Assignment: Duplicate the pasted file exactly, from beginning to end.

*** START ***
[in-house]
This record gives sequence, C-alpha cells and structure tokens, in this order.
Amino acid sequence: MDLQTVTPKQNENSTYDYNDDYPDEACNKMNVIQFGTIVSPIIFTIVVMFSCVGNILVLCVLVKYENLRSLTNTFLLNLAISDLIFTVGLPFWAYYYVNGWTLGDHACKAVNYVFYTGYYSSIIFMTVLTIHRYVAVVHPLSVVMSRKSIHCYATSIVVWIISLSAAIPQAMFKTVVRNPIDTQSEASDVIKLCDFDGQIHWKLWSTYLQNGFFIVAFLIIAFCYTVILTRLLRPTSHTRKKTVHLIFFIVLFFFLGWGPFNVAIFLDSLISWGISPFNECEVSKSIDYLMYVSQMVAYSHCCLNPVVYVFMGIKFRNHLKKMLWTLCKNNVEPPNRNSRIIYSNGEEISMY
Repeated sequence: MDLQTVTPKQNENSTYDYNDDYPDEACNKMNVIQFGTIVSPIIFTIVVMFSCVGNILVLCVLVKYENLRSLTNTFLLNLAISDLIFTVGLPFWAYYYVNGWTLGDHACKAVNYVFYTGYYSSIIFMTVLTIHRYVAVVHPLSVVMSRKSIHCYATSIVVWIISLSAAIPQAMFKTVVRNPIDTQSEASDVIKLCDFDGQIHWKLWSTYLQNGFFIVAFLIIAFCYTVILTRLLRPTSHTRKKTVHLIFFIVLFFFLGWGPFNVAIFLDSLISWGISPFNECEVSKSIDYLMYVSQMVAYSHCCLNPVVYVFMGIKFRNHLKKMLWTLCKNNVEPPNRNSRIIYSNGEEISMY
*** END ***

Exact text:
[in-house]
This record gives sequence, C-alpha cells and structure tokens, in this order.
Amino acid sequence: MDLQTVTPKQNENSTYDYNDDYPDEACNKMNVIQFGTIVSPIIFTIVVMFSCVGNILVLCVLVKYENLRSLTNTFLLNLAISDLIFTVGLPFWAYYYVNGWTLGDHACKAVNYVFYTGYYSSIIFMTVLTIHRYVAVVHPLSVVMSRKSIHCYATSIVVWIISLSAAIPQAMFKTVVRNPIDTQSEASDVIKLCDFDGQIHWKLWSTYLQNGFFIVAFLIIAFCYTVILTRLLRPTSHTRKKTVHLIFFIVLFFFLGWGPFNVAIFLDSLISWGISPFNECEVSKSIDYLMYVSQMVAYSHCCLNPVVYVFMGIKFRNHLKKMLWTLCKNNVEPPNRNSRIIYSNGEEISMY
Repeated sequence: MDLQTVTPKQNENSTYDYNDDYPDEACNKMNVIQFGTIVSPIIFTIVVMFSCVGNILVLCVLVKYENLRSLTNTFLLNLAISDLIFTVGLPFWAYYYVNGWTLGDHACKAVNYVFYTGYYSSIIFMTVLTIHRYVAVVHPLSVVMSRKSIHCYATSIVVWIISLSAAIPQAMFKTVVRNPIDTQSEASDVIKLCDFDGQIHWKLWSTYLQNGFFIVAFLIIAFCYTVILTRLLRPTSHTRKKTVHLIFFIVLFFFLGWGPFNVAIFLDSLISWGISPFNECEVSKSIDYLMYVSQMVAYSHCCLNPVVYVFMGIKFRNHLKKMLWTLCKNNVEPPNRNSRIIYSNGEEISMY